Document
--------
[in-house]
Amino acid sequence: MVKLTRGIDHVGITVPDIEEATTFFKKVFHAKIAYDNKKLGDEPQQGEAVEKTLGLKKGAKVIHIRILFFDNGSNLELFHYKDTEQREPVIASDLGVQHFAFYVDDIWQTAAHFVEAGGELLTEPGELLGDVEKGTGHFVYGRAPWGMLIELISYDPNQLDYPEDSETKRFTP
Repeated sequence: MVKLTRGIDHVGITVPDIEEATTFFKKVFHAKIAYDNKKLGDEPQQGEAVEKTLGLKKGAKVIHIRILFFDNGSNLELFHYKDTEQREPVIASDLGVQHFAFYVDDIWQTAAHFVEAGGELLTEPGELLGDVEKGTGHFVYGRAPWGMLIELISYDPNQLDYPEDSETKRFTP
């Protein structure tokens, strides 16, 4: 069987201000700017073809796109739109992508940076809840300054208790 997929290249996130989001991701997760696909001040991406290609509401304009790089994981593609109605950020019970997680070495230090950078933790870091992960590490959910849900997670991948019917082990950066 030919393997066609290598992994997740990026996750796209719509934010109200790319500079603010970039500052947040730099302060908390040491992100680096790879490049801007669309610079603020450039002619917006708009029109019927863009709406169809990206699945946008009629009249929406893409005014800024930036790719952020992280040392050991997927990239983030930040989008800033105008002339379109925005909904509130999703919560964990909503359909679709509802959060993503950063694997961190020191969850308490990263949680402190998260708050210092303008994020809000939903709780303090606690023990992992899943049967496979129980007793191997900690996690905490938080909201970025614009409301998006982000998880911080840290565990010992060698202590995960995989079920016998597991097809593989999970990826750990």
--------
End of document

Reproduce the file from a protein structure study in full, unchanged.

[in-house]
Amino acid sequence: MVKLTRGIDHVGITVPDIEEATTFFKKVFHAKIAYDNKKLGDEPQQGEAVEKTLGLKKGAKVIHIRILFFDNGSNLELFHYKDTEQREPVIASDLGVQHFAFYVDDIWQTAAHFVEAGGELLTEPGELLGDVEKGTGHFVYGRAPWGMLIELISYDPNQLDYPEDSETKRFTP
Repeated sequence: MVKLTRGIDHVGITVPDIEEATTFFKKVFHAKIAYDNKKLGDEPQQGEAVEKTLGLKKGAKVIHIRILFFDNGSNLELFHYKDTEQREPVIASDLGVQHFAFYVDDIWQTAAHFVEAGGELLTEPGELLGDVEKGTGHFVYGRAPWGMLIELISYDPNQLDYPEDSETKRFTP
């Protein structure tokens, strides 16, 4: 069987201000700017073809796109739109992508940076809840300054208790 997929290249996130989001991701997760696909001040991406290609509401304009790089994981593609109605950020019970997680070495230090950078933790870091992960590490959910849900997670991948019917082990950066 030919393997066609290598992994997740990026996750796209719509934010109200790319500079603010970039500052947040730099302060908390040491992100680096790879490049801007669309610079603020450039002619917006708009029109019927863009709406169809990206699945946008009629009249929406893409005014800024930036790719952020992280040392050991997927990239983030930040989008800033105008002339379109925005909904509130999703919560964990909503359909679709509802959060993503950063694997961190020191969850308490990263949680402190998260708050210092303008994020809000939903709780303090606690023990992992899943049967496979129980007793191997900690996690905490938080909201970025614009409301998006982000998880911080840290565990010992060698202590995960995989079920016998597991097809593989999970990826750990």